How do I find scholarly sources?
Finding Scholarly Articles
- Look for publications from a professional organization.
- Use databases such as JSTOR that contain only scholarly sources.
- Use databases such as Academic Search Complete or other EBSCO databases that allow you to choose “peer-reviewed journals”.
How do I find a reliable source online?
Scholarly databases are your best friend when it comes to finding credible sources for research. Online scholarly databases that can be trusted and are known to provide useful information for students include LexisNexis and EBSCO.
What is one way to recognize whether an online source?
What is one way to recognize whether an online source has been copyrighted? The source features the phrase “all rights reserved.”
Which statement best describes an online source is credible?
Marta studies a source carefully to see whether or not it is credible. Which statement best describes an online source that is credible? It is believed to be factual or true by most people.
What are the example of not reliable source?
The following are unreliable sources because they require confirmation with a reliable source: Wikipedia: although this is a good starting point for finding initial ideas about a topic, some of their information and attached resources may not be reliable. Blogs, tweets. Personal websites.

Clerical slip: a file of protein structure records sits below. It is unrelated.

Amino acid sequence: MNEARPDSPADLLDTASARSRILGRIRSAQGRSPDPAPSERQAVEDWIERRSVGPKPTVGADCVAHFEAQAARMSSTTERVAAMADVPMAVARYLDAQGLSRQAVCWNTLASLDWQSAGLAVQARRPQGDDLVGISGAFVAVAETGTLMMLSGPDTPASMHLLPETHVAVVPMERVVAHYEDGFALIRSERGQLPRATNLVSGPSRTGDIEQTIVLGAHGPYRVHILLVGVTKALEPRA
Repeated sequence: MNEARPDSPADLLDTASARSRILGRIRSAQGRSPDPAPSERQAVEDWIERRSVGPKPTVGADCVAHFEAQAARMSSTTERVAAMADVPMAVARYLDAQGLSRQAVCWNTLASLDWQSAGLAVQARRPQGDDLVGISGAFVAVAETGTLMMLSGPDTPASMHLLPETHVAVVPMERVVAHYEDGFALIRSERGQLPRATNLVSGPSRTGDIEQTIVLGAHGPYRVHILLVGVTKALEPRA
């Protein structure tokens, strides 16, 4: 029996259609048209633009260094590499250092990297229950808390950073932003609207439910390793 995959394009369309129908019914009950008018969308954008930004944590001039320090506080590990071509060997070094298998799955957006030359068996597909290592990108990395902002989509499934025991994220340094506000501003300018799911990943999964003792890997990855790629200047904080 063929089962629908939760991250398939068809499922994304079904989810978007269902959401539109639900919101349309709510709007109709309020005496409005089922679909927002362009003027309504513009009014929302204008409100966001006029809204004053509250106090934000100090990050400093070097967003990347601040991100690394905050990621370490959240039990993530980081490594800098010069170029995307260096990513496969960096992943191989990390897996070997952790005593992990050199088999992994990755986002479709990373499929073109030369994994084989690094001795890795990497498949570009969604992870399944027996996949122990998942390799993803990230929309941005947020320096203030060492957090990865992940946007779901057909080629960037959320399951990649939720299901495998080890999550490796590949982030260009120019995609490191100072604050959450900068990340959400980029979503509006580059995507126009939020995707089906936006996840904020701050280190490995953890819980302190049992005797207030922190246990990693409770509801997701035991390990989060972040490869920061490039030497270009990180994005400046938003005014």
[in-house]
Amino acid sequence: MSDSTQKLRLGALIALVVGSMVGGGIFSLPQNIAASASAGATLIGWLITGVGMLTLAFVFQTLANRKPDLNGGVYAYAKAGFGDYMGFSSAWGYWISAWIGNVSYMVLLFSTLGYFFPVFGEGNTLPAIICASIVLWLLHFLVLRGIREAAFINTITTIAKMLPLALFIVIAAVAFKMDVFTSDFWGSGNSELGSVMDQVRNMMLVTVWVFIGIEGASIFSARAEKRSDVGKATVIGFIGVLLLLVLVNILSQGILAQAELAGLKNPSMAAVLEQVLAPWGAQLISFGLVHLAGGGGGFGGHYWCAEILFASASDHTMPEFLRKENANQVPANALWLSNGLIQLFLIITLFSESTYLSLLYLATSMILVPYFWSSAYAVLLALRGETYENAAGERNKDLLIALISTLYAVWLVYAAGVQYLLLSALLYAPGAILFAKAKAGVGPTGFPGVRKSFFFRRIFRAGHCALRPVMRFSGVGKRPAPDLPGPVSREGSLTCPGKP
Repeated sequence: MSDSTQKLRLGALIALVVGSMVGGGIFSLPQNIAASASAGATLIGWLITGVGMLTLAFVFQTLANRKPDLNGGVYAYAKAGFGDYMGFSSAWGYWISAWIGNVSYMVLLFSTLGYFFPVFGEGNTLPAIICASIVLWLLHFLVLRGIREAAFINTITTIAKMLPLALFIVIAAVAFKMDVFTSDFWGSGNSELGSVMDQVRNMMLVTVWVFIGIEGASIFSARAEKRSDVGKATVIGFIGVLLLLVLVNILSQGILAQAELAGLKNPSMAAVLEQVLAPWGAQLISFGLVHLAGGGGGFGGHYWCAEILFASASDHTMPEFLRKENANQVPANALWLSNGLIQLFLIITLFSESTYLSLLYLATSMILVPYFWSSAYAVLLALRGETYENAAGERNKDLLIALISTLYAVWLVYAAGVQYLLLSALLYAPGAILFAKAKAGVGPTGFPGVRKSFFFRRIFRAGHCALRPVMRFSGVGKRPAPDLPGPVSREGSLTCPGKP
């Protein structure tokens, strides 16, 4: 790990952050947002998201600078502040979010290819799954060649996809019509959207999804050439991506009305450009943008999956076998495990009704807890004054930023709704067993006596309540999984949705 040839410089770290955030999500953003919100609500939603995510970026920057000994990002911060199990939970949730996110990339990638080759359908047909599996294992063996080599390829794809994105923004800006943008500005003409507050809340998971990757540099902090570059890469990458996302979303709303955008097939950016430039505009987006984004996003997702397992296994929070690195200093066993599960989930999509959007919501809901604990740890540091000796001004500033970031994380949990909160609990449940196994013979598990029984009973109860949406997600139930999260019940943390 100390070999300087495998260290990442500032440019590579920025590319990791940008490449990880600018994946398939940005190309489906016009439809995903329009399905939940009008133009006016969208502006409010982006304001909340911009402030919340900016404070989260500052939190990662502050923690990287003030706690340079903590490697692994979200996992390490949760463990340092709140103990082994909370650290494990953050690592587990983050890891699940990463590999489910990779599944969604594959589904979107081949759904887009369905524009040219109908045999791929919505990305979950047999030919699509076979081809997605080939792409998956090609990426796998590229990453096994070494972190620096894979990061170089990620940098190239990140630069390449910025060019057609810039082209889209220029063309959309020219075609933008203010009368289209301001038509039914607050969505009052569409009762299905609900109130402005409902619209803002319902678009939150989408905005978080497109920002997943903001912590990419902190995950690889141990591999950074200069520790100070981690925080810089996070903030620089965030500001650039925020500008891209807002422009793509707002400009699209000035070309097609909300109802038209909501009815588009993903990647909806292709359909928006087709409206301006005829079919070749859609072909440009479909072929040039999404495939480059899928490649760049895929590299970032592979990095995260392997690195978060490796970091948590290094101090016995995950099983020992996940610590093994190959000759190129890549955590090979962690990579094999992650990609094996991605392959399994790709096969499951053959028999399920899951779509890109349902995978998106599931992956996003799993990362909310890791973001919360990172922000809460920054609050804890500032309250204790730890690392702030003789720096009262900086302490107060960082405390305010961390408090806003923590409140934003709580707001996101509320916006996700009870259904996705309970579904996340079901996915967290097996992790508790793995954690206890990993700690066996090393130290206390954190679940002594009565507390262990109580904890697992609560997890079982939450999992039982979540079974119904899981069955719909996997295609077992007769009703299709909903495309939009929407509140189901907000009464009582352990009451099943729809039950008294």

Which are examples of copyrighted online materials?
Check all that apply.
- an article from an Internet magazine.
- lyrics for a song written in the 1800s.
- photos taken by a student on his blog.
- a video game that is free for anyone to copy.
- an illustration sold by an artist on her website.
- an excerpt from a novel published in 1913.
What are the different bibliography styles?
The three most common bibliography styles are the Modern Language Association (MLA), the American Psychological Association (APA), and the Chicago Manual of Style.